As parents, we’re not supposed to have favorites between our kids. Not that I have personal experience with this – I have one. He’s definitely my favorite! I do have two cats, though, and while I’ll adamantly swear that I love them equally, there probably is a slight bias (I have a weak spot for the bigger boy and his soft, over-groomed belly).

As authors, we have lots and lots of kids. Every book has a motley collection of main characters, secondary characters, and even those incidental characters you pass in a scene with little more than a second thought. They’re all there for a reason and they were all “birthed” with love.

But unlike our real-life families, we don’t have to be politically correct about our story kids. I flat out admit that I have favorites in each of my books. And they’re not always the obvious ones.

distancehome_cover_konigIn my debut, The Distance Home (releasing May 2 from Forge), it’s not my main character, Emma, who stole my heart. Or Jillian, the damaged best friend. Or even the talented and handsome head trainer, Ben. I love the equine main character, Jack, and I have quite a crush on the big, gray dressage horse, Wally. But it’s the cantankerous old goat (literally an old goat) that I’m totally smitten with.

Jukebox started as nothing more than a fun sidekick for Jack Flash. He was there to add a bit of comic relief with his crazy goat antics. But somewhere in the writing and revising, he became the best friend that Emma so desperately wanted out of Jillian. Animals are more straightforward than humans and Juke’s loyalty to Jack came from a place in me that obviously needed nurturing at the time I was writing.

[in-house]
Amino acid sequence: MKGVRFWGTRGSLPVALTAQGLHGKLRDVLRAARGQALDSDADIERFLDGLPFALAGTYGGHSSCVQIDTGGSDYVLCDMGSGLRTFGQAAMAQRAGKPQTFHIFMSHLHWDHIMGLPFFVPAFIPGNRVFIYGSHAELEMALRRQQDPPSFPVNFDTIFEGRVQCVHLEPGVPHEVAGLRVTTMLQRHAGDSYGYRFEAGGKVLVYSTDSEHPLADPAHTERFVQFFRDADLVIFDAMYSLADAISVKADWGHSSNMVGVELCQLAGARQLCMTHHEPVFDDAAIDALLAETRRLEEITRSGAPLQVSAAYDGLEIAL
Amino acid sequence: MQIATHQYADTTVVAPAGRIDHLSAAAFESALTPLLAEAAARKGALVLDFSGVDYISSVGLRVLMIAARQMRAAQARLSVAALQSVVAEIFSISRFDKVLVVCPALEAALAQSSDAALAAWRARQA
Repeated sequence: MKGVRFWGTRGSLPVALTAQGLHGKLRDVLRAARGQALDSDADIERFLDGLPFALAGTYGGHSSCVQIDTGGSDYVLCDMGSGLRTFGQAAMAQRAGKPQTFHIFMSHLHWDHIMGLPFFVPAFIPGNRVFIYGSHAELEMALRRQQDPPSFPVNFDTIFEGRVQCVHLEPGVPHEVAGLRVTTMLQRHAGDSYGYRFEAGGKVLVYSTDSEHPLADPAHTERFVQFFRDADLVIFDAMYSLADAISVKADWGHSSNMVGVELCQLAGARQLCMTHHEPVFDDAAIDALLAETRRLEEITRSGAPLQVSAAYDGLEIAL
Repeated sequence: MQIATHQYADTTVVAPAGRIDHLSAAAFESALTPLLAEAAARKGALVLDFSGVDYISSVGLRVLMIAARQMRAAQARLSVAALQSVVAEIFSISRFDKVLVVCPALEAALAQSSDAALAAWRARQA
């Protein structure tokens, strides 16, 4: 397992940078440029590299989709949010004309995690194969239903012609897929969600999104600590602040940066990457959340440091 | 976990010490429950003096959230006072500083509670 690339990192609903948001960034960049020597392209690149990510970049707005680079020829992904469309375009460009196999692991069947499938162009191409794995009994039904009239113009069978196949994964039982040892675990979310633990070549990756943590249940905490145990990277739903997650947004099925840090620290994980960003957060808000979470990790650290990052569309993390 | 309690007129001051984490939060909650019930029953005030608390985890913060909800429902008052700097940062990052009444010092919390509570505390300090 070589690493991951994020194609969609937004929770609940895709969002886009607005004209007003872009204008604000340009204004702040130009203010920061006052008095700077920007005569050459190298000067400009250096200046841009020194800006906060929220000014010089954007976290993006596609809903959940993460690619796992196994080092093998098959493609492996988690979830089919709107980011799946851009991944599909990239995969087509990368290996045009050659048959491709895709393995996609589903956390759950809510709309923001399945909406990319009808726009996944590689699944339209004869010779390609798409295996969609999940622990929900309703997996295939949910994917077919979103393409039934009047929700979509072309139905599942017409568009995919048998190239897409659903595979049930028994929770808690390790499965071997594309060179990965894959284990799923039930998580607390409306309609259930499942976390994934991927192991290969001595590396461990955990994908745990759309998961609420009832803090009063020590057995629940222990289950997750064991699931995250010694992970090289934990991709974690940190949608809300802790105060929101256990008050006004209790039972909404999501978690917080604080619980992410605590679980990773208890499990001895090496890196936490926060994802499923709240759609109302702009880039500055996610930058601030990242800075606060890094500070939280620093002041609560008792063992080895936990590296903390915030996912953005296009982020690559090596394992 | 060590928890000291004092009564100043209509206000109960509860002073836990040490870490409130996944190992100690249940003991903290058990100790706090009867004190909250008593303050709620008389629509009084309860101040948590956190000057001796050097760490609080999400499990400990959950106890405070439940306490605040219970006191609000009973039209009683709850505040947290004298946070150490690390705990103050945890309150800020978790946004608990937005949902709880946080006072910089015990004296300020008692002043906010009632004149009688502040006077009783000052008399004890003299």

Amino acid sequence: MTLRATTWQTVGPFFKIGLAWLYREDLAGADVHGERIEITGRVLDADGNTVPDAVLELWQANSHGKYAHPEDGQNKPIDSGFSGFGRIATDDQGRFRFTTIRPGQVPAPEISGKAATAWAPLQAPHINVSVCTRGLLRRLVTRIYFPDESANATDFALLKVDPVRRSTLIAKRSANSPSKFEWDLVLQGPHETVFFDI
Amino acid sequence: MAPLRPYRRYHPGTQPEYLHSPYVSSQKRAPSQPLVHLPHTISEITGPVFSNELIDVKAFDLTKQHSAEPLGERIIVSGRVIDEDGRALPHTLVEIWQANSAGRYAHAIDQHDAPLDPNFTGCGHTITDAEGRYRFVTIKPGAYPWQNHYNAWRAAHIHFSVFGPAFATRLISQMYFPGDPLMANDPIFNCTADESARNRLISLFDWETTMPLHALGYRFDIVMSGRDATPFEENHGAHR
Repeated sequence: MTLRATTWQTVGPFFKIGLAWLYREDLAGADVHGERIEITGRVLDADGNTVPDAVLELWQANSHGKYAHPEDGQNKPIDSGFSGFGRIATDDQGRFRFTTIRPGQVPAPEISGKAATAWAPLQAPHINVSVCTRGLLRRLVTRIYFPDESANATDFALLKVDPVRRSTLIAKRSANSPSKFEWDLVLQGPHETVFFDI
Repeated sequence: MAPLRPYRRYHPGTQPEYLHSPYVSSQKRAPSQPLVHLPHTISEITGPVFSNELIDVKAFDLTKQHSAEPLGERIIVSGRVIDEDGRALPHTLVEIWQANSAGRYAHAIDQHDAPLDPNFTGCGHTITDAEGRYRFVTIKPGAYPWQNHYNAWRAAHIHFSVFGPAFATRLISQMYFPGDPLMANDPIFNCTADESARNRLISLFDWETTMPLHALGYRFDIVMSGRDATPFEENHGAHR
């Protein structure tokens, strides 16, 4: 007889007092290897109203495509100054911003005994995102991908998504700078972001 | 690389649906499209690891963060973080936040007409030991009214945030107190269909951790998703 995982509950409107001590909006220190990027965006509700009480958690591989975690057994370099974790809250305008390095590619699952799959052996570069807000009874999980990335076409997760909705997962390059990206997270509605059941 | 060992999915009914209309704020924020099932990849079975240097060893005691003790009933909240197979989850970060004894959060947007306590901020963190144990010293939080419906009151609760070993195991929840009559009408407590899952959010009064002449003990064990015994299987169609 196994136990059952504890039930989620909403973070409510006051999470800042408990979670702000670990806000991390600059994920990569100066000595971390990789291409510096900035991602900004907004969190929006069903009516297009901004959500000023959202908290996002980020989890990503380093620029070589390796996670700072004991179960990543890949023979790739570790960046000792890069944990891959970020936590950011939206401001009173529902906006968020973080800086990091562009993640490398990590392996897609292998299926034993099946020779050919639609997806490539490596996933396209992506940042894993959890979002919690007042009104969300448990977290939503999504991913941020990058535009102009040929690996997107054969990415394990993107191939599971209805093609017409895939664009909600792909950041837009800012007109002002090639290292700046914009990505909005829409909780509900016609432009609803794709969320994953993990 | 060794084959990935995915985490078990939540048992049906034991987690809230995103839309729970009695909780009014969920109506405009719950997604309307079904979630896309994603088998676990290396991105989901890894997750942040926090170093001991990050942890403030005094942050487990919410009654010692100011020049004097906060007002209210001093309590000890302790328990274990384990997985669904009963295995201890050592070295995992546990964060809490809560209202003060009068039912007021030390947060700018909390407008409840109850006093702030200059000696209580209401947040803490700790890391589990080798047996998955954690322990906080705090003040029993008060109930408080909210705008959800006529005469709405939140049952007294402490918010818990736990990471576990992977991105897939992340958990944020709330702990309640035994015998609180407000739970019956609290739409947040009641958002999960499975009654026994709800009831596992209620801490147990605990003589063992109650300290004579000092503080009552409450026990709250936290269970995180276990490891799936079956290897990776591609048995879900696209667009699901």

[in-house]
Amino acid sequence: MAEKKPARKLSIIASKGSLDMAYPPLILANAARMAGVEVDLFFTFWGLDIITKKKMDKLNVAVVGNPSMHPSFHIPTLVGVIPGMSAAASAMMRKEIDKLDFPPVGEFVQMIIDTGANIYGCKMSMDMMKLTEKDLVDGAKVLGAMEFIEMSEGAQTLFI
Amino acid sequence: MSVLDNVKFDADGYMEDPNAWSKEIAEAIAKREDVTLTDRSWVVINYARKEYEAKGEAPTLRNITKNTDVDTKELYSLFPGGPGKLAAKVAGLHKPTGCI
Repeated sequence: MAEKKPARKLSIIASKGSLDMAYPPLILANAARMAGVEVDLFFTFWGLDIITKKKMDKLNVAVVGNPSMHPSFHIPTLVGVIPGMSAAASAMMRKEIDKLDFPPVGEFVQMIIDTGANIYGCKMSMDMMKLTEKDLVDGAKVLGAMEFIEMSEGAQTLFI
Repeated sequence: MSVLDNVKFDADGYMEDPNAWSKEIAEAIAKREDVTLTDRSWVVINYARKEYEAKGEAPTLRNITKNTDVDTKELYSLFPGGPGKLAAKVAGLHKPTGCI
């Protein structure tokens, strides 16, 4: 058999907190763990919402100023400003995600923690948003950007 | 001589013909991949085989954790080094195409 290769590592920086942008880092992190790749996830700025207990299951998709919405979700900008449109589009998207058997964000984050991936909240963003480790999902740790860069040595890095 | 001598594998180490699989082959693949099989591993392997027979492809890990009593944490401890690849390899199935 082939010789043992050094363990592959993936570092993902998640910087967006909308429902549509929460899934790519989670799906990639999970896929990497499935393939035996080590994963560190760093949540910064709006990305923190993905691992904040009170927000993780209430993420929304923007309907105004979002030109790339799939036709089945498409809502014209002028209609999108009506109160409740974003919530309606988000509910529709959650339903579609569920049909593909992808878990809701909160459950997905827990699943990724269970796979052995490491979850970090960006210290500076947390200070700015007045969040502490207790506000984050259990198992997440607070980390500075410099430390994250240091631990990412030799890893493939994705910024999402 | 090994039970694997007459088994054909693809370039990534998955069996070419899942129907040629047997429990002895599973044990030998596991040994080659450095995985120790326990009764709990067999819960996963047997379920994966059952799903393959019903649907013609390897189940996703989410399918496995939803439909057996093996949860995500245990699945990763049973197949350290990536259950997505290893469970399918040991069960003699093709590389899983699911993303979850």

In a book I’m currently revising, it’s a toss-up between two characters. I have a major crush on the old man with his love of the carousels he built in his younger days and his failing, Alzheimer’s memory. But it’s actually one of the carousel horses that’s my absolute favorite. I know, it’s an inanimate object, how can I call it a “character.” Because he is as much a character in the book as any of the “humans” running on and off the pages.

I went into college wanting to pursue art history and restoration. I ended up taking a different path and didn’t leave any breadcrumbs. A few years later (I won’t tell you how many), the old, well worn, much loved carousel horse in the manuscript re-ignited that long dormant interest.

That, to me, is one of the wonders of writing. Each character I write has the qualities, characteristics, quirks needed for the role they play. Sometimes I’m surprised by how a character turns out – like Jukebox – other times, they’re exactly what I think they should be. There are characters who help me sort through thoughts and feelings. And there are characters who remind me of people or things that I’ve let slip from my mind.

Like the real people in our lives, our characters bring something to us as their authors. Some impact us more than others and there always seems to be one that grabs your heart a bit tighter.

orly-konig-lopez-portraitABOUT ORLY: Like many only kids, I had imaginary friends (one year I even went so far as making my mum go with me to buy a birthday gift and walk for blocks upon blocks around our London neighborhood looking for my friend’s house before conceding to reality). And when things went bump and crash, I would blame it on the Ghost of Scotland.

That creative flare hit a shy patch at some point and stories were relegated to the books piling up around the house. I wish I could say that I always knew I wanted to be an author. I can say that I always fantasized about becoming one. I became a writer. I wrote magazine articles and marketing brochures, web content, and ad copy. And yes, at times, it was even “creative.”

But the real creative flare-up didn’t bubble over until after my son was born. I guess it’s true that kids give you a new perspective. Mine helped peel back the dust covers on my story telling.

When I told my husband I needed a new challenge and was considering going back for my PhD, he “gently” suggested I take a writing workshop instead. Several manuscripts later, I’ve packed away those dust covers for good. And I’m back to hanging out with imaginary friends. But this time, I’m having coffee with them in Maryland while they tell me their stories.